The Southern Gothic genre has a long and storied history. For a period of time it seemed like filmmakers were abandoning the genre. Thankfully, it has been experiencing a resurgence as of late. Mostly independent features have been quietly slipping into theaters exploring a gritty South entrenched in violence. “Mud” is an entry that proves the genre still has plenty of interesting stories to tell.
Ellis (Tye Sheridan) and Neckbone (Jacob Lofland) are teenagers in a small Arkansas town. The two spend their days exploring the nearby woods and rivers. Lighting upon a small island, they find a boat marooned in a tree, a result of the last flood. While rooting through the boat, Ellis discovers food that is too fresh to be left by the previous owner. As they prepare to leave, Ellis is distracted by a set of boot prints. Appearing as if from nowhere, Mud (Matthew McConaughey) identifies himself as the boat’s mystery inhabitant. Neckbone is suspicious, but Ellis believes that Mud deserves their help, unwittingly entangling the two in the mysteries that surround Mud’s life.
“Mud” marks director Jeff Nichols’s return to his home state of Arkansas. Like his first film, “Shotgun Stories”, Nichols displays a deep understanding of his chosen setting. The Arkansas of “Mud” has no frills, but manages to feel complex and real. Small touches compound to add to the overall development and allows the surroundings to play just as important a role as any of the characters.
Nichols bites off a lot in his story choice. The film is a coming of age story, romance and mystery but isn’t overcrowded. Situations do not feel forced and arise organically. There are long stretches throughout the film where not a lot happens, but do not misunderstand me, this is not to say that the film is boring. Even with little action, the well-crafted characters are interesting enough that you will not want to look away. The story builds continually yet subtly, creating a gentle rise in tension that sneaks up on you. By the time the action reaches it zenith, Nichols has brought you so deep into his world that the screen melts into the theater.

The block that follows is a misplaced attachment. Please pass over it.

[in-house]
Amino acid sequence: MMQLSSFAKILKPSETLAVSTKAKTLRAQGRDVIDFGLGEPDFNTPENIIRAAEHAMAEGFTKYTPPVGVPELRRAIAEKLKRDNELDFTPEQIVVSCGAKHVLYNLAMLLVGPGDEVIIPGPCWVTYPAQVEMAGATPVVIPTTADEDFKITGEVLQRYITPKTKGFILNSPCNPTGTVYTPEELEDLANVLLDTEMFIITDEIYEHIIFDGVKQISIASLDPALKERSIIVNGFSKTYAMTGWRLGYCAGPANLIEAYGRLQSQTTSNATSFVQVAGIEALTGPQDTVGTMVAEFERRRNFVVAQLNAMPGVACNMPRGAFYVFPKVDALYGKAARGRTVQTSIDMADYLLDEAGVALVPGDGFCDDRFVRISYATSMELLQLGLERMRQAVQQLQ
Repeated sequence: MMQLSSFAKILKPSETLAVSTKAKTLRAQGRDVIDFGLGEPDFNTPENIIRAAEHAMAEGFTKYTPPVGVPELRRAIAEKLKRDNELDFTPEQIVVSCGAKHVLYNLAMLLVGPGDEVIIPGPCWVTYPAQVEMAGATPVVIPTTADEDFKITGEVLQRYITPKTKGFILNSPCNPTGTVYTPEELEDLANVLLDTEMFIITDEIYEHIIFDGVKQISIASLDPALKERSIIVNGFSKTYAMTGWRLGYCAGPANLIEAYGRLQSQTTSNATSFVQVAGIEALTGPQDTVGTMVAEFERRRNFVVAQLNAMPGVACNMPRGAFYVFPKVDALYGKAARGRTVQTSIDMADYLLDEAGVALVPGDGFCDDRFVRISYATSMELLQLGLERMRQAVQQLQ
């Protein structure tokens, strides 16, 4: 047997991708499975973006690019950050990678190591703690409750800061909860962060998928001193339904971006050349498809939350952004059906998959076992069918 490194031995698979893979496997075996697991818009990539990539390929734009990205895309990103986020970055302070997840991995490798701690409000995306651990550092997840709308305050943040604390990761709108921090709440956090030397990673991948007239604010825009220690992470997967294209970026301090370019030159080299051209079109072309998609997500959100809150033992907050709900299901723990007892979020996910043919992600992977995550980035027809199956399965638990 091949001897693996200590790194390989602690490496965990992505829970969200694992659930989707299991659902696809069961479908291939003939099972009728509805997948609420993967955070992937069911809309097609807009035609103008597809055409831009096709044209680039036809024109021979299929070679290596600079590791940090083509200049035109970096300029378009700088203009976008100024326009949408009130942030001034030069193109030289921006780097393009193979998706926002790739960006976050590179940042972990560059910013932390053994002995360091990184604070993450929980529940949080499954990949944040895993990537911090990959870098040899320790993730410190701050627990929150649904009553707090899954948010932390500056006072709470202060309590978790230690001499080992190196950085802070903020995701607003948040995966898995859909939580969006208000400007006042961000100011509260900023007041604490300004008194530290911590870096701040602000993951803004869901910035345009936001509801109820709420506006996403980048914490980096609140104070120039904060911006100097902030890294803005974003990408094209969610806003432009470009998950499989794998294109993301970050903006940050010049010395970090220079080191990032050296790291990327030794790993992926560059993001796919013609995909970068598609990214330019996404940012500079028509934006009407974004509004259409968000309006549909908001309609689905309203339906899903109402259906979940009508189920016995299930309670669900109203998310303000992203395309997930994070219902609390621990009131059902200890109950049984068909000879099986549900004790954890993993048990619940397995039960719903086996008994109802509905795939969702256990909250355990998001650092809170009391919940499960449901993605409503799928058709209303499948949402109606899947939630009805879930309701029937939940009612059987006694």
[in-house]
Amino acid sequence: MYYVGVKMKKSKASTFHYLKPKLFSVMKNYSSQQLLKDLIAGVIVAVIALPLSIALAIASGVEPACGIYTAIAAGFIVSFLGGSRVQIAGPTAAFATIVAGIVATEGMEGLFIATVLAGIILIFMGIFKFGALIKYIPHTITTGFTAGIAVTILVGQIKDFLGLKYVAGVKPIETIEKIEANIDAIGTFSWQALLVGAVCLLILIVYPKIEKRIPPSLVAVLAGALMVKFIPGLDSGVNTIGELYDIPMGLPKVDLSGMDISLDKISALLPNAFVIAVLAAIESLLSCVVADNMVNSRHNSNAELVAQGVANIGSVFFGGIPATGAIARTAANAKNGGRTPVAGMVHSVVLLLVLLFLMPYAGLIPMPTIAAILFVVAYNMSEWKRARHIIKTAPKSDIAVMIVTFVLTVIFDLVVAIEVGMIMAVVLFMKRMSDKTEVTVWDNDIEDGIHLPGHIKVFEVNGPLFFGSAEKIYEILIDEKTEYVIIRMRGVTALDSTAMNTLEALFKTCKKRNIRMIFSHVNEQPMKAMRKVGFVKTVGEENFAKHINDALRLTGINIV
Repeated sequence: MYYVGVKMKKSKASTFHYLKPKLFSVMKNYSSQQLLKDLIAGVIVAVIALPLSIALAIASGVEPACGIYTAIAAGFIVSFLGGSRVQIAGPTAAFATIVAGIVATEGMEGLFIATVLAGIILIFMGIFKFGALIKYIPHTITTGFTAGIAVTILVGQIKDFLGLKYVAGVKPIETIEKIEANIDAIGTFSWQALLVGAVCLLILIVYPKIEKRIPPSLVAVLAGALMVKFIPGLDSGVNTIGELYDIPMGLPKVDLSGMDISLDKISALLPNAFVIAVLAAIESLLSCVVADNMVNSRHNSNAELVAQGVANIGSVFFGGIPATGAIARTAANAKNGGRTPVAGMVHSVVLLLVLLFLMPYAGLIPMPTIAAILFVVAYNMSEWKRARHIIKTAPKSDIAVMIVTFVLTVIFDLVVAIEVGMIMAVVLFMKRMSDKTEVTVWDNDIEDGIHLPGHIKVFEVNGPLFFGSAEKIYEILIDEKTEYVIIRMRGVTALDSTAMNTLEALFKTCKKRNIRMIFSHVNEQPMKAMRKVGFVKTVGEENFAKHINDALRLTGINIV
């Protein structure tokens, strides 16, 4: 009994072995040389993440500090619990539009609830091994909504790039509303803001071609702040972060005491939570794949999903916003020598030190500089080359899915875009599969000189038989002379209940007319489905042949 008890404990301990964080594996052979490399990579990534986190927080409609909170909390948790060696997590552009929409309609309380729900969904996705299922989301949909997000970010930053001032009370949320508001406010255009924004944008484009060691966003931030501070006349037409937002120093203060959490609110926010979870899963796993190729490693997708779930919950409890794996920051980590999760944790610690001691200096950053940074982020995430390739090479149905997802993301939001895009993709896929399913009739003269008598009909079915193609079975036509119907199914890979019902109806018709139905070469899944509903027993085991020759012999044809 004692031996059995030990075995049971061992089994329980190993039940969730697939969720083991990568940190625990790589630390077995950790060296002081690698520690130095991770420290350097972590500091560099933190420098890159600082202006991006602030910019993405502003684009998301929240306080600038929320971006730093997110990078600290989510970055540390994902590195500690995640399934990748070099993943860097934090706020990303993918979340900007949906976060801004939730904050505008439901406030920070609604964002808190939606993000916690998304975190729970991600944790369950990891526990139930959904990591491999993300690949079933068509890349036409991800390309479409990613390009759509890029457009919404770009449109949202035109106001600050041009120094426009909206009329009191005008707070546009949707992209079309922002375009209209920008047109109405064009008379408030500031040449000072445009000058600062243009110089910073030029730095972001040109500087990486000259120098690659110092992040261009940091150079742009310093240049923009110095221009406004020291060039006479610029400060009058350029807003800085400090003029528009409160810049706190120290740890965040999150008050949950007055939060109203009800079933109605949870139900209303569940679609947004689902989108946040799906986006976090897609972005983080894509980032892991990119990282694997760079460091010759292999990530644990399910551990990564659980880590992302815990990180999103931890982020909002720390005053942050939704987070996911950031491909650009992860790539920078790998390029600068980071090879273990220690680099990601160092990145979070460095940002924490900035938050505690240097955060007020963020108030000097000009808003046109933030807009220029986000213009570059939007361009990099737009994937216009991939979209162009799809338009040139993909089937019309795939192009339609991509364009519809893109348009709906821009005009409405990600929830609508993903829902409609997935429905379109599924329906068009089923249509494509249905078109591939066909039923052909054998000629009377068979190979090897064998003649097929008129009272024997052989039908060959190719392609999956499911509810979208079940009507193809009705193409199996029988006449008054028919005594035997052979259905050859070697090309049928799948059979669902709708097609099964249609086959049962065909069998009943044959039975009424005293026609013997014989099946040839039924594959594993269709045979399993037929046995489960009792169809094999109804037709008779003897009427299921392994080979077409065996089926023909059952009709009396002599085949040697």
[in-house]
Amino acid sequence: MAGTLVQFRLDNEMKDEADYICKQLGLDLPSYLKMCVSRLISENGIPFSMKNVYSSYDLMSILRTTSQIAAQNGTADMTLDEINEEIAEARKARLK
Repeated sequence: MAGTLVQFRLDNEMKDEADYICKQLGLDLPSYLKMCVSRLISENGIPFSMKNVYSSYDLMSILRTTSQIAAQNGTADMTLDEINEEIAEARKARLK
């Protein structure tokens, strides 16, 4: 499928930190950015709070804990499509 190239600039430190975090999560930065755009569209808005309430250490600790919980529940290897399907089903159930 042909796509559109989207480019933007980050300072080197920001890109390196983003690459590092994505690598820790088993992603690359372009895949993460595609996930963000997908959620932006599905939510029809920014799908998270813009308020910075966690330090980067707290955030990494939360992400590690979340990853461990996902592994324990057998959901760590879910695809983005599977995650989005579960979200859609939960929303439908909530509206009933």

What has happened to Matthew McConaughey? This guy used to be the go-to hunky romantic lead with a southern drawl. Saying he acted was typically done ironically. A better word is coasted, and lucky for him he was nice to look at. Somewhere around “The Lincoln Lawyer” he decided to start showing up. He has been churning out great performances left and right, and even made a turn in “Magic Mike” seem oddly inspired. McConaughey becomes Mud. The character is charismatic, mysterious and a complete romantic. Even though he ingratiates himself to the children and ultimately the audience, a lingering fear of his violent past, which is only ever spoken of, lowly hums through the performance. Unconsciously you fear and pity Mud. He is self assuredly lost. I can imagine no one else as Mud, and for the first time in recent memory I am looking forward to McConaughey’s next role.
Mud is the title character, but he is far from the lead. The story is Ellis’s to tell and boy does he. He is an only child caught in a crumbling household and at only fourteen has a stare that communicates an ageless wisdom. The term child actor carries with it a stigma, and any film that posits itself squarely on a child’s shoulders is assuredly risky. Sheridan answers the challenge without a flinch. The theme of love is paramount to the film, and Sheridan’s Ellis has an immutable understanding that often drives the film forward. You will be sympathetic to his struggle and admire his drive. It’s a grown performance from an actor with years left to grow, something that is quite impressive.
The rest of the cast is there to serve up any of the film’s remaining bits. Reese Witherspoon is deliciously unlikable and Michael Shannon shows up to offer respite from the often heavy tone that he rarely is asked to deliver. There are moments, especially those highlighting the mystery of Mud that feel slightly out of place. These times are few and are little more than a mere distraction. The worst offense the film commits is painting its villain with such broad strokes. At times the antagonist is given conveniently abundant and unearned access, an inconvenient flaw.
The summer movie season is in full swing. Superheroes fly onto the screen and blockbusters arrive en masse. “Mud” will not break any box office records but fully deserves your attention. Its writer/director serves a slice of the South with a full heart and rough exterior. Through careful plot development and understandable characters, the film inhabits a space of worry and hope. Matthew McConaughey is Mud, with a performance that will make you rethink everything you thought you knew regarding the depth of his skills. With few distractions, “Mud” is a brilliantly crafted, excitingly delivered tale of love and the darkness it can draw out.